Report from the Center for Economic and Policy Research
With the Inter-American Development Bank saying that the reconstruction of Haiti could cost upwards of $14 billion, and with billions in aid already coming in to Haiti, it is vitally important to keep a close eye on where that money is being spent.
The Federal Procurement Data System - Next Generation, has set up a function where you can track contracts awarded for Haiti related work. The list, however, is not exhaustive; there is a message on the site saying that the list only “represents a portion of the work that has been awarded to date.” For instance the US Agency for International Development lists only two contracts totaling just under $150,000. USAID, however, says that through the Office of Transition Initiatives they have already given $20 million to three companies: Chemonics, Internews, and Development Alternatives Inc. The reality may be that these companies have received even more money than that though. The Miami Herald reported on February 8 that:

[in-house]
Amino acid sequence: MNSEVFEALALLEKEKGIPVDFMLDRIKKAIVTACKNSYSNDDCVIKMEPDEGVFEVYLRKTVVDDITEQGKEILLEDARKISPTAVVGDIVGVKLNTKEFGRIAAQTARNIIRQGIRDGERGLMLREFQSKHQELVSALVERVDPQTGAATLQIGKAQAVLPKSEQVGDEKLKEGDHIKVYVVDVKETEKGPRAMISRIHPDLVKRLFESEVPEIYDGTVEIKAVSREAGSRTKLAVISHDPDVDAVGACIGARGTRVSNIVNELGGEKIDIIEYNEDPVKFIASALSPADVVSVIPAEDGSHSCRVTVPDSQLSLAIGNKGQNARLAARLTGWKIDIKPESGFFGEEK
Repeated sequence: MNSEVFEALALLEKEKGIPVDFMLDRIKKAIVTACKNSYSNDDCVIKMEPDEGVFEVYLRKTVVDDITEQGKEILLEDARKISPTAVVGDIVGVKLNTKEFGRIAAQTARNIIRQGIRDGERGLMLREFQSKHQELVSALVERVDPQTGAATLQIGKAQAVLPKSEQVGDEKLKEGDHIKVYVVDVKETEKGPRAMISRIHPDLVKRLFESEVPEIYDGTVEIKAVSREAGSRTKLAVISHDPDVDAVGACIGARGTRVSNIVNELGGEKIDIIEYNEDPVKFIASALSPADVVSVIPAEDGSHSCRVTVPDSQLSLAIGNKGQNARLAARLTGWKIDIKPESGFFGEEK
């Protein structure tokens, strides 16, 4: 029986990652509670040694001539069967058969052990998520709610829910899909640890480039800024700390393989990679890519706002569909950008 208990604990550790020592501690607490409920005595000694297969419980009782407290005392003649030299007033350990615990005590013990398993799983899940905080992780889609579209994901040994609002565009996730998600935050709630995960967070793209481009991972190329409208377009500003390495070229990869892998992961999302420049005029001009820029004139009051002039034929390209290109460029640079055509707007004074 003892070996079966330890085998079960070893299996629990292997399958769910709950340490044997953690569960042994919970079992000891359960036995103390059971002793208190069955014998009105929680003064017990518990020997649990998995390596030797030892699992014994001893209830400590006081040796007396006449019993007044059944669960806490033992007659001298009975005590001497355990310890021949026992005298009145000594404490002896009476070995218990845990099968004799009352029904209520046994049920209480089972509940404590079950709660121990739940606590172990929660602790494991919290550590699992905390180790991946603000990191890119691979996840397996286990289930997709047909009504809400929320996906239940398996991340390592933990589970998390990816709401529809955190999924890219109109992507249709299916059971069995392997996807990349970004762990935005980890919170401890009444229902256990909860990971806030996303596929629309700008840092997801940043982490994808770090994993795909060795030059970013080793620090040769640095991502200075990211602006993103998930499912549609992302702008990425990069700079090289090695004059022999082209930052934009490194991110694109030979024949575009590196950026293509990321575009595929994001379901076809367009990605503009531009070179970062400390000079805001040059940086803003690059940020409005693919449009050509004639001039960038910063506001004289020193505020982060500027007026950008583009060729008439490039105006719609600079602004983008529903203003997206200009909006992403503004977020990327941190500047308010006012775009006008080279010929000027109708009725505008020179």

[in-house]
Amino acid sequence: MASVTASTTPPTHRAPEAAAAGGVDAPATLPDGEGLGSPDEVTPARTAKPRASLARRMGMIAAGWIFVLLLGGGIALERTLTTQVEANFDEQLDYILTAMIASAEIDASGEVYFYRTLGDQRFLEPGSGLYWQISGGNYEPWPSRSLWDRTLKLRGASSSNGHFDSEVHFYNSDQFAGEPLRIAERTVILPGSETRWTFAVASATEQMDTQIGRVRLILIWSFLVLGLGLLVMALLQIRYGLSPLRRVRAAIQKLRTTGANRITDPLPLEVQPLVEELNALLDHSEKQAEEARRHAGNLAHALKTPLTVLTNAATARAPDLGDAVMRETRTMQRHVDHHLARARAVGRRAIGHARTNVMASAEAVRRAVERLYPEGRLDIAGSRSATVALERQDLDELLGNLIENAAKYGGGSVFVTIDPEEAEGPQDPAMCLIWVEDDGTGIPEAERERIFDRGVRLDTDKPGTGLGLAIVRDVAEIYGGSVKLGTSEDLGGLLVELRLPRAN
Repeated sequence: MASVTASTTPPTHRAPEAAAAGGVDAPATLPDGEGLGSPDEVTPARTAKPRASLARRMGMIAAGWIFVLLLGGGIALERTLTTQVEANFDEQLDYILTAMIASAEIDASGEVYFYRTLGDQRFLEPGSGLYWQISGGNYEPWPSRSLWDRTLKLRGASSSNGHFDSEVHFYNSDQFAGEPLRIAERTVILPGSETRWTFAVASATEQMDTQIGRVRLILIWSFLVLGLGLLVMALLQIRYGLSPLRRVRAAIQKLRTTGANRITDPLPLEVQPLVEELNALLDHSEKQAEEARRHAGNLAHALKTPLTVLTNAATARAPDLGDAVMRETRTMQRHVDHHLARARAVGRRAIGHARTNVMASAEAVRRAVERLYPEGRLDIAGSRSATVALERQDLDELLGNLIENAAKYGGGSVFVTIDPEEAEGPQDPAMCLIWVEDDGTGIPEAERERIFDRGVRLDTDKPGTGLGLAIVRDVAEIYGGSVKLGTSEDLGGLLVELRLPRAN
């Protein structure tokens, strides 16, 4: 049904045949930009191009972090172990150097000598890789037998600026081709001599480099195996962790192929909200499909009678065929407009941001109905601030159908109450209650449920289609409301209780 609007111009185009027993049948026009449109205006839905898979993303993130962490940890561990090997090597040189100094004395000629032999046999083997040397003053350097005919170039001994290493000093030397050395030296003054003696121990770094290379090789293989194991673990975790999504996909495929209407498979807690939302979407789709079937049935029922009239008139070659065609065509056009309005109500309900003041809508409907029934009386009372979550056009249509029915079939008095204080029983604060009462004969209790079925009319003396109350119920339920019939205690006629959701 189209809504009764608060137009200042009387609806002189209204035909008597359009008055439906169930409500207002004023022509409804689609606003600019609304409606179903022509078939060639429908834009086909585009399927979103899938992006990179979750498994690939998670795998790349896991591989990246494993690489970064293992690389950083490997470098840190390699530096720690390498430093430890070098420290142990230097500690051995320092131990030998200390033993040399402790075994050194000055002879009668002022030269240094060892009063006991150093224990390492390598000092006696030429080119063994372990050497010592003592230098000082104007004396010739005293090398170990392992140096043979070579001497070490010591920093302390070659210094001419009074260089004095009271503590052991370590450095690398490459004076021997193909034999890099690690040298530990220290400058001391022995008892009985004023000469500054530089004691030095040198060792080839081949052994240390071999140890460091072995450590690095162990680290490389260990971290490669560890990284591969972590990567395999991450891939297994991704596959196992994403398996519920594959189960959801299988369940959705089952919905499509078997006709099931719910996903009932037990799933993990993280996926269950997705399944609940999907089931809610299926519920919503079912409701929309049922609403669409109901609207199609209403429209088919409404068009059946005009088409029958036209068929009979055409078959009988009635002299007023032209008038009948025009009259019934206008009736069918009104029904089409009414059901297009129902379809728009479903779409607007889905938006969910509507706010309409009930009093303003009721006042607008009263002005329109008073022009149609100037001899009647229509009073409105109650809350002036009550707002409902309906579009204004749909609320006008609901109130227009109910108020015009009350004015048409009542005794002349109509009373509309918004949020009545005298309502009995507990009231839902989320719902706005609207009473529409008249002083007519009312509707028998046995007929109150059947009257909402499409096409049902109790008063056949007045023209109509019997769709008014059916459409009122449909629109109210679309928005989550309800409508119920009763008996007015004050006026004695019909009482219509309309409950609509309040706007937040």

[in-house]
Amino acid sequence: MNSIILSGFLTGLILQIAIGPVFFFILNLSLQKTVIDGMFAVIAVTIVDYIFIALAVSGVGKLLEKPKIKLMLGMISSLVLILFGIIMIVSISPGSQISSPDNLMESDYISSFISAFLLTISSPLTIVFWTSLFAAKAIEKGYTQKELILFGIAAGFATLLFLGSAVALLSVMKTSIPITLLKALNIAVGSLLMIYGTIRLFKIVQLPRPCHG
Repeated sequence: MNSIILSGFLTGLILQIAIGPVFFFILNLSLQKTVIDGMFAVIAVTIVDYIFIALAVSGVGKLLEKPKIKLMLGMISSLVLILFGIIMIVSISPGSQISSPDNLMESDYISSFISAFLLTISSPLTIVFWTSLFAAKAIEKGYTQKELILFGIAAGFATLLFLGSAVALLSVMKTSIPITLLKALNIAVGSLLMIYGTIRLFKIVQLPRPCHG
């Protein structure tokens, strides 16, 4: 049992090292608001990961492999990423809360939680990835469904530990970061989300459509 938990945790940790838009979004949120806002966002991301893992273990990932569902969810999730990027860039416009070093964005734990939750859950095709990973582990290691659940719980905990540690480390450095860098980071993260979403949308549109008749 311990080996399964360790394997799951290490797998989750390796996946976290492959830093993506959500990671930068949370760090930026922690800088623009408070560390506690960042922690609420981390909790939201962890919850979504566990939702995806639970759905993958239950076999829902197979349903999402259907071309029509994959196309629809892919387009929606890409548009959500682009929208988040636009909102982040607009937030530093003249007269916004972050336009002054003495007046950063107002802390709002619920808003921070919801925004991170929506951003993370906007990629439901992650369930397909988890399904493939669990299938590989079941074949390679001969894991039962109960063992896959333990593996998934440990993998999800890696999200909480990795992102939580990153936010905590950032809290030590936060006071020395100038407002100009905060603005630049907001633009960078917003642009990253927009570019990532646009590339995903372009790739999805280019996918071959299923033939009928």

The U.S. Agency for International Development has given two assignments for Haiti-related work to two beltway firms involved in international development: Washington, D.C.-based Chemonics International and Bethesda, Md.-based Development Alternatives Inc.The article also notes that these were non-competitive contracts. Chemonics is a subsidiary of ERLY Industries, also the parent company of Comet Rice. According to a Washington Office on Haiti report, as reported by Food First:
The emergency work assignments, which are worth $50 million each, are likely the first of many the agency will hand out to private firms to help Haiti get on its feet after the devastating quake Jan. 12.
RCH began operations in September 1992 when former World Bank official and post 1991 coup leader Marc Bazin’s regime signed a nine year development aid contract with RCH. RCH’s corporate parent is Comet Rice. Comet Rice has been the largest importer of rice in Haiti for many years. The flood of its imported “Miami rice” in the 1980s, much of it supported by U.S. tax dollars through various AID and USDA programs, drove thousands of small scale Haitian rice farmers out of business. Corn and other grain production also declined due to the importer’s marketing techniques.